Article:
Endemic misogyny, bullying and anti-Semitism found in Liverpool Labour Party

Endemic misogyny, bullying and anti-Semitism have all been allowed to take root in the Labour Party in Liverpool, an internal review has found. Red rose members in the city found themselves facing a toxic culture, lack of tolerance and unhealthy petty rivalries, the report to the national executive committee says. “Nothing less than a full reset of the Labour Party in Liverpool is needed,” it concludes.

The scathingly frank verdict comes four months after government commissioners were sent into run parts of Liverpool City Council – which is led by Labour – following the devastating Caller Report. In that, government inspectors detailed a dysfunctional authority in which “dubious” contracts were regularly handed out, key records were routinely destroyed and those who dared raise concerns were intimidated. Members in the city described key figures as running parts of the local party – and the council – like a fiefdom; while, separately, there were also growing concerns about a rise in anti-Jewish sentiment following a surge in members attracted to the party by Jeremy Corbyn‘s former leadership.

Now, the new Labour review – initiated as a result of The Caller Report but with a wider internal remit – appears no less excoriating. The panel, it says, was “told of a toxic atmosphere…where often members especially women were targeted for bullying or abuse”. It was also presented with “evidence of a history of antisemitism that already has led to expulsions and suspensions”.

Asked by The Independent on Wednesday if she recognised the behavior described, Liverpool’s Labour Mayor of Liverpool Joanne Anderson replied: “Absolutely, absolutely.” The 50-year-old, who has previously said she only stood for election after being disheartened by the Caller Report, said she would be demanding the local party instill every one of the audit’s recommendation in full.

They include the national Labour Party taking over the MP and councillor candidate selection processes in Liverpool until June 2026 and immediately fast-tracking outstanding complaints with a guarantee of resolution within six months. Ms Anderson said: “It’s important for Liverpool that the Labour Party – and people within the Labour Party – face up to what has gone wrong, work to put those things right and ensure they cannot happen again.”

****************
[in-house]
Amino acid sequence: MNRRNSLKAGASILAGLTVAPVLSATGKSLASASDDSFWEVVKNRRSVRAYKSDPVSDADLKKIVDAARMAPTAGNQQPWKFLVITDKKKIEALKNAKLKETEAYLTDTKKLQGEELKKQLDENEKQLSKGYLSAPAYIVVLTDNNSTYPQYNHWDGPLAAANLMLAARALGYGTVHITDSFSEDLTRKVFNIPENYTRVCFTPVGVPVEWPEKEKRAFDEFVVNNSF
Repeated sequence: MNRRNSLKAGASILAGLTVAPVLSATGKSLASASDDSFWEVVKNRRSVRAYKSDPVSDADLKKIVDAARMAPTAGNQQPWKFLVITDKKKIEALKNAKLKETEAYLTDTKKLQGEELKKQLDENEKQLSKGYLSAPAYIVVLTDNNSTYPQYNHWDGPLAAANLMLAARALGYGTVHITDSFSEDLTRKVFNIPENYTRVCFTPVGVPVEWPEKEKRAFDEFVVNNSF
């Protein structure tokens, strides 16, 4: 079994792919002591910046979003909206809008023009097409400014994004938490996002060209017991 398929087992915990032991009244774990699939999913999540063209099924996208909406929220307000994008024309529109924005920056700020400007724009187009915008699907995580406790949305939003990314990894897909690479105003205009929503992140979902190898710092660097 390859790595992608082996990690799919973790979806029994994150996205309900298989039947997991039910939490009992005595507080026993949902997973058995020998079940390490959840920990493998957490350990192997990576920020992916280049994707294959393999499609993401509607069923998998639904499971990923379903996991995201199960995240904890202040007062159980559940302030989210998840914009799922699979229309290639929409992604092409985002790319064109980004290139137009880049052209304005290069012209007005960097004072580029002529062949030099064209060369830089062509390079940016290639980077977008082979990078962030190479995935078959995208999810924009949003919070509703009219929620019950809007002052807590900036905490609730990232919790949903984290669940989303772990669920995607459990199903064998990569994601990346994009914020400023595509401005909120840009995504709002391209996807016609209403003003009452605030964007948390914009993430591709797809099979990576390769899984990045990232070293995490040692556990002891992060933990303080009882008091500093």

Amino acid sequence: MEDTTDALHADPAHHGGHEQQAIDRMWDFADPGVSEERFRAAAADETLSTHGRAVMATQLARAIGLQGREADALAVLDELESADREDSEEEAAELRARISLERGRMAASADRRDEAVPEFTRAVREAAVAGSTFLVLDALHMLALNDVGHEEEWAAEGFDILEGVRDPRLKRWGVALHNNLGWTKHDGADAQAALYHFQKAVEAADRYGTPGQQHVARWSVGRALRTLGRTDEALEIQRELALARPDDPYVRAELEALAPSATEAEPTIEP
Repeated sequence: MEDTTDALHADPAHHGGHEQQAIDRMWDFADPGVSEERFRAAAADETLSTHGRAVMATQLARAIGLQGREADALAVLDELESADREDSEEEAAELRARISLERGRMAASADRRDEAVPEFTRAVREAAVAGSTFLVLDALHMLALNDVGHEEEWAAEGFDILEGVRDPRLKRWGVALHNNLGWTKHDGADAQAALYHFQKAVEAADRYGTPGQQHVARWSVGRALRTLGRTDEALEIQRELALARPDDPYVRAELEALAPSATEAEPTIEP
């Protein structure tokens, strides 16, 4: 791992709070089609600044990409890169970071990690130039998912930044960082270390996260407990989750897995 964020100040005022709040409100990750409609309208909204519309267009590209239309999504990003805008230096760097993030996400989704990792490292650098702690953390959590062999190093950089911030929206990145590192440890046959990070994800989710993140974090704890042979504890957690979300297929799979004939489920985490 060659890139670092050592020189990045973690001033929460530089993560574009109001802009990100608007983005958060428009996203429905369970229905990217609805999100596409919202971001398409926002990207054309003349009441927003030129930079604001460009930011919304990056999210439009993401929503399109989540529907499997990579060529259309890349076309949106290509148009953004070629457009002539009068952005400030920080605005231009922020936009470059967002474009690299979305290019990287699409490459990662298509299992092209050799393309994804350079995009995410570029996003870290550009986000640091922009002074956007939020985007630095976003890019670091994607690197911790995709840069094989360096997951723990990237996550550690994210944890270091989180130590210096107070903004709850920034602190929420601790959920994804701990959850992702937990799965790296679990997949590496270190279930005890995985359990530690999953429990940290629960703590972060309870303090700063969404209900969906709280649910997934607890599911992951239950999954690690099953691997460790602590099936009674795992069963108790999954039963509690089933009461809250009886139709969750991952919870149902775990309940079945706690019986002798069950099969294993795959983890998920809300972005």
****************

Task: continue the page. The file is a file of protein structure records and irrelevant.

But speaking about misogyny in politics, she added: “It’s important to remember it happens everywhere.” She herself was elected in May after former mayor Joe Anderson (no relation) stepped down in December following his arrest by police investigating allegations of fraud, bribery, corruption, misconduct in public office and witness intimidation – a development which sparked the Caller Report. Despite being a councillor for only two years previously, one of her first acts as the new city leader was to appoint an almost entirely new cabinet.

Yet whether the new report – authored by former government minister David Hanson – draws a line under the party’s problems in the city remains to be seen. Only last week, Dame Louise Ellman, the former Labour MP for Liverpool Riverside accused her successor Kim Johnson of “gaslighting” over her reports of facing persistent anti-Semitism within the party. Dame Ellman previously said she quit the seat after 22 years because of anti-Jewish discrimination – but Ms Johnson contradicted the claim saying her predecessor “was not forced out”.

Speaking about the internal report, Richard Kemp, leader of the Liberal Democrats on Liverpool Council, said: “This shows that rather than concentrating on delivering the vital services that the people of Liverpool need and deserve, the party looked inward to concentrate on factionalism and petty jealousies.”